Mental health issues are regarded as a taboo subject, mostly because its all left unsaid. Yet, 1 in four suffer with some form of mental health problem (www.mind.org.uk) with many not seeking the help they need, Although your GP can offer some services in such areas, there are other organisations such as Mind that can offer you informational services through helplines, legal services and through their website and publications.
Mind also have local centres, run as independent charities by local people for local people (http://www.mind.org.uk/about-us/local-minds/), which provide additional support such as counselling, crisis helplines, housing and employment schemes.
Not only do they offer such a range of services to all of those in need, they campaign for changes in legislation, legal rights and discrimination issues.
Their information and support services, available here: http://www.mind.org.uk/information-support/ outlines further the support and information available. Their types of mental problems page is a really valuable resource providing detailed information on explaining health problems, tips and guidance and where to access further support relating to specific mental health problems, such as; anxiety, panic attacks, sleep problems, stress, post traumatic stress disorder (PTSD), phobias, OCD (obsessive compulsive disorder), depression and so much more,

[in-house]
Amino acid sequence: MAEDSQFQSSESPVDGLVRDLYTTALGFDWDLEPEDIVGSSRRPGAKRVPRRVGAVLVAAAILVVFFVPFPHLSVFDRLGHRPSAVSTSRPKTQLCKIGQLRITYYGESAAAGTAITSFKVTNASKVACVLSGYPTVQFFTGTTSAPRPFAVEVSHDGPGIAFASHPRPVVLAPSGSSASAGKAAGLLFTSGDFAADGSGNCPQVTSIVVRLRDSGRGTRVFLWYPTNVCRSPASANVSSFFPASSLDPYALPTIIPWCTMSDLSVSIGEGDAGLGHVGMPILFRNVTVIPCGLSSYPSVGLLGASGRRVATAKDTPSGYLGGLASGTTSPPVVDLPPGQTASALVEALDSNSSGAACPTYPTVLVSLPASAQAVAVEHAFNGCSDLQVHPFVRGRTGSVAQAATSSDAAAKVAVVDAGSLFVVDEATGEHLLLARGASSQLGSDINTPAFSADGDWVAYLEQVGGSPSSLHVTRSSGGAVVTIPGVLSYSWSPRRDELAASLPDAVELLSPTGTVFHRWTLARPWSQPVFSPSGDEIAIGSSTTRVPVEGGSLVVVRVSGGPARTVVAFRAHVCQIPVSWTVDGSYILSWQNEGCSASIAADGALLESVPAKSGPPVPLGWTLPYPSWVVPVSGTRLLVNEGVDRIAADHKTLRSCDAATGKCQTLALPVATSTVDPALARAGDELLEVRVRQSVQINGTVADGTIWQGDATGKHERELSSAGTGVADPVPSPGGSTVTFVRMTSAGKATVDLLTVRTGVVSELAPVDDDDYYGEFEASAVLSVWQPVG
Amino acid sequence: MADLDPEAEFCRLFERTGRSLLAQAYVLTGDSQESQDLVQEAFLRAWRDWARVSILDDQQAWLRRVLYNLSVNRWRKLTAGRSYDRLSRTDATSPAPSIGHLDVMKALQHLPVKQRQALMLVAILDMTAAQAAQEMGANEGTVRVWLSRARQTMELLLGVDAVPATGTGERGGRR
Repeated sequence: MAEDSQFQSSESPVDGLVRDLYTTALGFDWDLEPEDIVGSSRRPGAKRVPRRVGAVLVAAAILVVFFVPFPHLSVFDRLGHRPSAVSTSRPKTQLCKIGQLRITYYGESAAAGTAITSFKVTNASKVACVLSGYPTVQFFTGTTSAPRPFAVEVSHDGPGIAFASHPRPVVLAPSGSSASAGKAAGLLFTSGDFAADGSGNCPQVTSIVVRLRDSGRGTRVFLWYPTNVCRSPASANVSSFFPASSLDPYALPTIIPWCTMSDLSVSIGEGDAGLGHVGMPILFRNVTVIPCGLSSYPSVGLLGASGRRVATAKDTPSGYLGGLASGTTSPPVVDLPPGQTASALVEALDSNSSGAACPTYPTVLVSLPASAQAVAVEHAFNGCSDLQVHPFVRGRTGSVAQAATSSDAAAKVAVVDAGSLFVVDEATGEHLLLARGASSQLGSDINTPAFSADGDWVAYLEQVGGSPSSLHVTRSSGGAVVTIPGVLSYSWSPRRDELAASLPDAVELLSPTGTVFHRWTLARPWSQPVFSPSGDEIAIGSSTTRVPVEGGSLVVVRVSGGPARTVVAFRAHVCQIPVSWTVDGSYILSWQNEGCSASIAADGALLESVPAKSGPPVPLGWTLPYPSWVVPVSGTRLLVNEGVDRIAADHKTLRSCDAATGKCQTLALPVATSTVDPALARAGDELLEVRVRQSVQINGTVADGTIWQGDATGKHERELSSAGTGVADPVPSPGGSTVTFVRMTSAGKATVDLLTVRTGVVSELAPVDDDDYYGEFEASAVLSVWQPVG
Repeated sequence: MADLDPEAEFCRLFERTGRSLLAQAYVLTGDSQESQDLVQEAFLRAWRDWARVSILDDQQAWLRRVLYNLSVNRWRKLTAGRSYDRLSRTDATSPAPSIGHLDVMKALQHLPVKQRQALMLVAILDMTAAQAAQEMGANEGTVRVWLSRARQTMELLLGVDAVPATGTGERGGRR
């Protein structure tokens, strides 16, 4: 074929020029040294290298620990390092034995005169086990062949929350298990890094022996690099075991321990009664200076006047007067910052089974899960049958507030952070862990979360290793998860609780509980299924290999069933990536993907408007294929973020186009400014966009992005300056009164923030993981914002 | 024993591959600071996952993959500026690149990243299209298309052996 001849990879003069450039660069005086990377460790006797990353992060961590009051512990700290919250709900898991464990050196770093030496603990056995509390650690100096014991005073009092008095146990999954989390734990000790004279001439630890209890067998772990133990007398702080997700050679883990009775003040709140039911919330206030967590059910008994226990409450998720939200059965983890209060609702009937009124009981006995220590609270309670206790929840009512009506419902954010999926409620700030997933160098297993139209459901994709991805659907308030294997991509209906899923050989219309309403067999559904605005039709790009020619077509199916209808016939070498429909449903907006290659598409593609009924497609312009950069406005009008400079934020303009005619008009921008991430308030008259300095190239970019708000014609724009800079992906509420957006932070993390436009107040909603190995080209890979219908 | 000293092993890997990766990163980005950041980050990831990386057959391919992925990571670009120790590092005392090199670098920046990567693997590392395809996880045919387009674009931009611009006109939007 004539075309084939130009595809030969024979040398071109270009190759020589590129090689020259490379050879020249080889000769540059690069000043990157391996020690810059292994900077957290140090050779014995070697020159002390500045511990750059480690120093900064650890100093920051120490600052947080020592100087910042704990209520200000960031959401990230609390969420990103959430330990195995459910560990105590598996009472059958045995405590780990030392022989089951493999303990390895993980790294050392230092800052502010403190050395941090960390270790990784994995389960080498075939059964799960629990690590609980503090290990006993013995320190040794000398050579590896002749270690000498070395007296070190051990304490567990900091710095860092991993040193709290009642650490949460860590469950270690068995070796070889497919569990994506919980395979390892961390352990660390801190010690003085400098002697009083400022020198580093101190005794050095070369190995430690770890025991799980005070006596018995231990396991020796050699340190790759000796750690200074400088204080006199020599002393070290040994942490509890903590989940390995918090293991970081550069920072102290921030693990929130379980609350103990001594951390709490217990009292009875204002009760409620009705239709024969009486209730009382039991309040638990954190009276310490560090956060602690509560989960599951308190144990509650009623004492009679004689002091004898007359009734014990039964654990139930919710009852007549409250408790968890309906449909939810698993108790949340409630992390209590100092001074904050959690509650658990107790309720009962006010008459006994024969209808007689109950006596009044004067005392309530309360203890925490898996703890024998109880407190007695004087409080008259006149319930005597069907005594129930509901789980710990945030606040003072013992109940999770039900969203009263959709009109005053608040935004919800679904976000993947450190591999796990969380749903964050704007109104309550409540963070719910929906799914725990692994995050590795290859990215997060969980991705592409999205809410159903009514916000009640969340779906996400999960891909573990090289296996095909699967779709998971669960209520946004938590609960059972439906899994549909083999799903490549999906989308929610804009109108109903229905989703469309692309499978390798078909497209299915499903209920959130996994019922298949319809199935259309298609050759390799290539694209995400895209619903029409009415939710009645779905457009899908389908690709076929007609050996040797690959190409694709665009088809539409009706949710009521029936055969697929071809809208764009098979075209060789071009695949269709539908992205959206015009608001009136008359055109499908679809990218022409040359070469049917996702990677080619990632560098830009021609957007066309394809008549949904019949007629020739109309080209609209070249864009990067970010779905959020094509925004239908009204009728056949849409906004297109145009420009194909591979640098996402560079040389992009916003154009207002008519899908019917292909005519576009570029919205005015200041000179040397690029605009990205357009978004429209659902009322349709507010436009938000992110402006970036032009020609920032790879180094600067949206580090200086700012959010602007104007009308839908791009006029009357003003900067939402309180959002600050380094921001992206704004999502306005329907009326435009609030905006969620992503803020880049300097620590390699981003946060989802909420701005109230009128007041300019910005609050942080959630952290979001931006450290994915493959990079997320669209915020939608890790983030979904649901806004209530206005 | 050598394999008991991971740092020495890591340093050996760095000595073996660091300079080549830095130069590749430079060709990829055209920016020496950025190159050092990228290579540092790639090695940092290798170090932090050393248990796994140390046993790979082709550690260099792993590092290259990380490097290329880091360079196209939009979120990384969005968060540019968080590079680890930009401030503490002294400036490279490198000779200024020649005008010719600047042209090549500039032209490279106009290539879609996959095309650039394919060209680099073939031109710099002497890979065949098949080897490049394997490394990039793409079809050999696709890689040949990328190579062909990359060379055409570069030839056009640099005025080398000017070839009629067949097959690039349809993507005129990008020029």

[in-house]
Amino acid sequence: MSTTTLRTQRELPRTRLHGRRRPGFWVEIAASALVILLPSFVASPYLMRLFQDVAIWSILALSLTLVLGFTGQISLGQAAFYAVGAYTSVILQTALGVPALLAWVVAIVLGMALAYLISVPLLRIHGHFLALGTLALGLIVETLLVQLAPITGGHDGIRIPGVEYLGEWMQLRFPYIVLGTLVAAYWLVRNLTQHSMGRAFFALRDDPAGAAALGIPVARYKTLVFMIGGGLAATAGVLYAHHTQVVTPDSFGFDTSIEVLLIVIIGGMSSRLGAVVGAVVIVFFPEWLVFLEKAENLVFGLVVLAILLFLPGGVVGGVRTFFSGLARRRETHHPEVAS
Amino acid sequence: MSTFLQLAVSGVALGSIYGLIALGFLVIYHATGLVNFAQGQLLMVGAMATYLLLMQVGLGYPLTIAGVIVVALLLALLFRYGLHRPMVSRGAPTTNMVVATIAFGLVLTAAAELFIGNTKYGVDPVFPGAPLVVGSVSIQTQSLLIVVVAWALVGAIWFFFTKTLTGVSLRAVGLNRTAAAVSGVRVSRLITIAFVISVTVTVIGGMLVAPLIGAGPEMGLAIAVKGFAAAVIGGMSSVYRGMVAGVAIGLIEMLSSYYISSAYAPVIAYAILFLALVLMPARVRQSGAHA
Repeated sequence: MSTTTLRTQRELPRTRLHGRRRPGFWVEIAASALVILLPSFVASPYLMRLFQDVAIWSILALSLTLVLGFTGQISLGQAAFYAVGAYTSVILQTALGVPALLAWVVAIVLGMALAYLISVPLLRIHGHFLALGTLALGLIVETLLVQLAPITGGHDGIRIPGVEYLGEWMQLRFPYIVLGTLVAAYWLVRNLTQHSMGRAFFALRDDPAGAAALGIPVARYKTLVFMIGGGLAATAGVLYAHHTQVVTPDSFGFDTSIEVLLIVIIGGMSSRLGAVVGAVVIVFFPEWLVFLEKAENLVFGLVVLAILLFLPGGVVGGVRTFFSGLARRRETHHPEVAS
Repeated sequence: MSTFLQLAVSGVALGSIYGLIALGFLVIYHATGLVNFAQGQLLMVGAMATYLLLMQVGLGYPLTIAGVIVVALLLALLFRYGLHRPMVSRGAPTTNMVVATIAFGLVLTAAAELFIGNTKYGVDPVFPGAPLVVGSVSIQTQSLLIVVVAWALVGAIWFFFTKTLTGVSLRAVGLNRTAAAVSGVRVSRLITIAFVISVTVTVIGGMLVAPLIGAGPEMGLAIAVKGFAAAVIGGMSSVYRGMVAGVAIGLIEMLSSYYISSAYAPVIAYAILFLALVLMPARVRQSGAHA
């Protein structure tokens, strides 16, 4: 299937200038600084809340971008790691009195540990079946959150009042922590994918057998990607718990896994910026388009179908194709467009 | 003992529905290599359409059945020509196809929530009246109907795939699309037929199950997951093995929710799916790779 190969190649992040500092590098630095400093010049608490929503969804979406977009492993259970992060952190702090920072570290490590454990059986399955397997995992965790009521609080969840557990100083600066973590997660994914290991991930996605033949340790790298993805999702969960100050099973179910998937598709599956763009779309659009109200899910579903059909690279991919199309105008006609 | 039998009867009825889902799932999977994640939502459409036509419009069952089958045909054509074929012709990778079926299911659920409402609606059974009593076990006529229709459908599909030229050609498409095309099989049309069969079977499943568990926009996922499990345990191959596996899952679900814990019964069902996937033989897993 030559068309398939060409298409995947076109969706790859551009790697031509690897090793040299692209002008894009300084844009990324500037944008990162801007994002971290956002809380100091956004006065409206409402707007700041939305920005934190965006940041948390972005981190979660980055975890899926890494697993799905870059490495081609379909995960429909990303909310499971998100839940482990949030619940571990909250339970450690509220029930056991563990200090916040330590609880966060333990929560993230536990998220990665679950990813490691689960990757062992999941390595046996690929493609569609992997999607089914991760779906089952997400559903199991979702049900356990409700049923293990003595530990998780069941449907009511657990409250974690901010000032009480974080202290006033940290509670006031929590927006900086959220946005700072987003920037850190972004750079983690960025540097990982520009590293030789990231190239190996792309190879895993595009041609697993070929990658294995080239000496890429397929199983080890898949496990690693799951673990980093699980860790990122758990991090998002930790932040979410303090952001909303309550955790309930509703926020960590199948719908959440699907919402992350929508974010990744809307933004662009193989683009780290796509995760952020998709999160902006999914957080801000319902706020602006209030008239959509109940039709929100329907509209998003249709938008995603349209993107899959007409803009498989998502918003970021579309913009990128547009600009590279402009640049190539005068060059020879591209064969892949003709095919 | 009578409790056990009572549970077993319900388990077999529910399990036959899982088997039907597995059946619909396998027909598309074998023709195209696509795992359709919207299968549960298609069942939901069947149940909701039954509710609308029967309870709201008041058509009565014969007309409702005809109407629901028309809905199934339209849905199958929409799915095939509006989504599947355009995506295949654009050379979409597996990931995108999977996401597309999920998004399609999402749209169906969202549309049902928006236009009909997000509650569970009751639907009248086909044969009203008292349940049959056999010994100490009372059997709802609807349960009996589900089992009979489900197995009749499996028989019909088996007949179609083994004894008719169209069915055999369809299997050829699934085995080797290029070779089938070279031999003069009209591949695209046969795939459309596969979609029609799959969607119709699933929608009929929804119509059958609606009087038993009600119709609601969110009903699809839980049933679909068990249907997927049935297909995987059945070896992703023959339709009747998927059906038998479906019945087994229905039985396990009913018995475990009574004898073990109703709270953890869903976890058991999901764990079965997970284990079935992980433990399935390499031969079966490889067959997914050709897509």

Like with all the other charities explored this year, so far, there are many ways in which you can get involved. You can; donate, run, fundraise, shop at a local store/donate your preloved items. You can also share your stories, like Jonny Benjamin’s experience below, to comfort others who are struggling too and to help break the taboo barrier on mental health. You can find out more on getting involved here: http://www.mind.org.uk/get-involved/
On a very personal note. For several years I have suffered with anxiety, which is heightened in times of stress- this past year has been somewhat challenging for me in this aspect whilst studying my final year of university. Most of the time it was a battle I felt I was struggling in alone- but you’re not. There is help and guidance available everywhere. Personally, I had counselling sessions through the university and on one occasion called the Samaritans helpline on a particularly difficult day. But it was just as important turning to my boyfriend- who could seem to rationalise everything when I simply couldn’t- he suffered a fair few sleepless nights with me this year and even on a few occasions when it was to do nothing but sit with me, it made all the difference. If you feel like a friend or family member is reaching out or perhaps not saying much at all- just be there for them, just ask them if they are OK and attempt to support them in whatever way you can.
Please do take the time to have a look at the below video and the videos associated with the mental health selfie- for these individuals to voice their experiences to share with others is a wonderful and what I imagine, a very challenging thing.